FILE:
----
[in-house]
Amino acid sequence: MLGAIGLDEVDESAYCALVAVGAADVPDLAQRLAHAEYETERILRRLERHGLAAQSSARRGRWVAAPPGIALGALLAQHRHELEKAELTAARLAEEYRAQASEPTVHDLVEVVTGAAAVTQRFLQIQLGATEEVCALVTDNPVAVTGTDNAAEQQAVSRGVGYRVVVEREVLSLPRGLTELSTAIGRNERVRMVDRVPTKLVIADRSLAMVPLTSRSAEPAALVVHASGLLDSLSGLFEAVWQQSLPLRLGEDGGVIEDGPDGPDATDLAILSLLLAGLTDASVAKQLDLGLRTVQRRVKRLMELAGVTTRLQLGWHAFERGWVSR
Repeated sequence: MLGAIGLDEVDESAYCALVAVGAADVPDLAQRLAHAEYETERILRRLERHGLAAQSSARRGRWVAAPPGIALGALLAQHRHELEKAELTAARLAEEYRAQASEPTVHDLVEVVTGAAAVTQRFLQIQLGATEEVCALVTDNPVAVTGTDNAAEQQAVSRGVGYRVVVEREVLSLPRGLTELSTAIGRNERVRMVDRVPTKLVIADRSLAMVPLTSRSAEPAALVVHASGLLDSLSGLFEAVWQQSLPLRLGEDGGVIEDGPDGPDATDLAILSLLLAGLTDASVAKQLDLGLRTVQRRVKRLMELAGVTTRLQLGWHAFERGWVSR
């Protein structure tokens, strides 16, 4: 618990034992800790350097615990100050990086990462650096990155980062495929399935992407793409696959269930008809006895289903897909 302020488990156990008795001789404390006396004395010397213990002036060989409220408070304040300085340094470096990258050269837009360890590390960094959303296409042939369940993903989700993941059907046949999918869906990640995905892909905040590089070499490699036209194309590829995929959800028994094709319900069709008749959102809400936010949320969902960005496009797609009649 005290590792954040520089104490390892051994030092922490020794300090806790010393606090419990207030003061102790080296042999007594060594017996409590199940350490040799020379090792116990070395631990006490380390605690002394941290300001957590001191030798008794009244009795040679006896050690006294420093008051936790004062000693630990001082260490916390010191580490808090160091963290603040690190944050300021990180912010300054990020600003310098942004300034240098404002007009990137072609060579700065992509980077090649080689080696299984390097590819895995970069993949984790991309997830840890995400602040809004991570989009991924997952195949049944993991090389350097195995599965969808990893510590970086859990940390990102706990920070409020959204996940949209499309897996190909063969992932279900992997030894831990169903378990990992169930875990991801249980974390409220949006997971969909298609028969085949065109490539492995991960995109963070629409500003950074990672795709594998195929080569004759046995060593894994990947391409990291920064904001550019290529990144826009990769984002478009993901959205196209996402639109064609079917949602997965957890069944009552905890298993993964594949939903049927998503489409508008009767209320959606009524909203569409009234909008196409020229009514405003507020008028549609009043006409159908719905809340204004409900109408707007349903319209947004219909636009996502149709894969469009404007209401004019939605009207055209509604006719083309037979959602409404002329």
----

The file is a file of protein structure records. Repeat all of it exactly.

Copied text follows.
[in-house]
Amino acid sequence: MLGAIGLDEVDESAYCALVAVGAADVPDLAQRLAHAEYETERILRRLERHGLAAQSSARRGRWVAAPPGIALGALLAQHRHELEKAELTAARLAEEYRAQASEPTVHDLVEVVTGAAAVTQRFLQIQLGATEEVCALVTDNPVAVTGTDNAAEQQAVSRGVGYRVVVEREVLSLPRGLTELSTAIGRNERVRMVDRVPTKLVIADRSLAMVPLTSRSAEPAALVVHASGLLDSLSGLFEAVWQQSLPLRLGEDGGVIEDGPDGPDATDLAILSLLLAGLTDASVAKQLDLGLRTVQRRVKRLMELAGVTTRLQLGWHAFERGWVSR
Repeated sequence: MLGAIGLDEVDESAYCALVAVGAADVPDLAQRLAHAEYETERILRRLERHGLAAQSSARRGRWVAAPPGIALGALLAQHRHELEKAELTAARLAEEYRAQASEPTVHDLVEVVTGAAAVTQRFLQIQLGATEEVCALVTDNPVAVTGTDNAAEQQAVSRGVGYRVVVEREVLSLPRGLTELSTAIGRNERVRMVDRVPTKLVIADRSLAMVPLTSRSAEPAALVVHASGLLDSLSGLFEAVWQQSLPLRLGEDGGVIEDGPDGPDATDLAILSLLLAGLTDASVAKQLDLGLRTVQRRVKRLMELAGVTTRLQLGWHAFERGWVSR
């Protein structure tokens, strides 16, 4: 618990034992800790350097615990100050990086990462650096990155980062495929399935992407793409696959269930008809006895289903897909 302020488990156990008795001789404390006396004395010397213990002036060989409220408070304040300085340094470096990258050269837009360890590390960094959303296409042939369940993903989700993941059907046949999918869906990640995905892909905040590089070499490699036209194309590829995929959800028994094709319900069709008749959102809400936010949320969902960005496009797609009649 005290590792954040520089104490390892051994030092922490020794300090806790010393606090419990207030003061102790080296042999007594060594017996409590199940350490040799020379090792116990070395631990006490380390605690002394941290300001957590001191030798008794009244009795040679006896050690006294420093008051936790004062000693630990001082260490916390010191580490808090160091963290603040690190944050300021990180912010300054990020600003310098942004300034240098404002007009990137072609060579700065992509980077090649080689080696299984390097590819895995970069993949984790991309997830840890995400602040809004991570989009991924997952195949049944993991090389350097195995599965969808990893510590970086859990940390990102706990920070409020959204996940949209499309897996190909063969992932279900992997030894831990169903378990990992169930875990991801249980974390409220949006997971969909298609028969085949065109490539492995991960995109963070629409500003950074990672795709594998195929080569004759046995060593894994990947391409990291920064904001550019290529990144826009990769984002478009993901959205196209996402639109064609079917949602997965957890069944009552905890298993993964594949939903049927998503489409508008009767209320959606009524909203569409009234909008196409020229009514405003507020008028549609009043006409159908719905809340204004409900109408707007349903319209947004219909636009996502149709894969469009404007209401004019939605009207055209509604006719083309037979959602409404002329």